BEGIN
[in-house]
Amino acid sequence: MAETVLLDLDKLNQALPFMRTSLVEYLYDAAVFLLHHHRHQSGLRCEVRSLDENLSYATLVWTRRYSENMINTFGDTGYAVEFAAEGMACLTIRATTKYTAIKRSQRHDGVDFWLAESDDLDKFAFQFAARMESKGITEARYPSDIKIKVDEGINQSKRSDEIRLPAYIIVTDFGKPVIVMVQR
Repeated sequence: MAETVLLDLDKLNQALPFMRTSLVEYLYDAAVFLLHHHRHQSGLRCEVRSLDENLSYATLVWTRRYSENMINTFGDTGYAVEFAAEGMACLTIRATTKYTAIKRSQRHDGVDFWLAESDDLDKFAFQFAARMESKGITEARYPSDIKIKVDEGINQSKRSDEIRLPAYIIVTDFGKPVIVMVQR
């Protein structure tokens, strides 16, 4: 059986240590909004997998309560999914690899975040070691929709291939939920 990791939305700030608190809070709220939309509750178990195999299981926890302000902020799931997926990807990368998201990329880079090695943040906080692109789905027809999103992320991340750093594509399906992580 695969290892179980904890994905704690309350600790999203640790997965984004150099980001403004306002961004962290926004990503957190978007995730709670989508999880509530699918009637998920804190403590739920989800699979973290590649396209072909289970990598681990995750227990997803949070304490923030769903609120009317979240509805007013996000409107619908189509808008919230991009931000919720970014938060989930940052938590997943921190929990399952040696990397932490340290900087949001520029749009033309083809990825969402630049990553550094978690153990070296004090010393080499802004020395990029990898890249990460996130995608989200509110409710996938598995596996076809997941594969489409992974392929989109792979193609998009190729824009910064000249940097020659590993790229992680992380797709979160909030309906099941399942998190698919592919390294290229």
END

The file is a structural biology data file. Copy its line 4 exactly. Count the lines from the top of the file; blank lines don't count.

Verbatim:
């Protein structure tokens, strides 16, 4: 059986240590909004997998309560999914690899975040070691929709291939939920 990791939305700030608190809070709220939309509750178990195999299981926890302000902020799931997926990807990368998201990329880079090695943040906080692109789905027809999103992320991340750093594509399906992580 695969290892179980904890994905704690309350600790999203640790997965984004150099980001403004306002961004962290926004990503957190978007995730709670989508999880509530699918009637998920804190403590739920989800699979973290590649396209072909289970990598681990995750227990997803949070304490923030769903609120009317979240509805007013996000409107619908189509808008919230991009931000919720970014938060989930940052938590997943921190929990399952040696990397932490340290900087949001520029749009033309083809990825969402630049990553550094978690153990070296004090010393080499802004020395990029990898890249990460996130995608989200509110409710996938598995596996076809997941594969489409992974392929989109792979193609998009190729824009910064000249940097020659590993790229992680992380797709979160909030309906099941399942998190698919592919390294290229």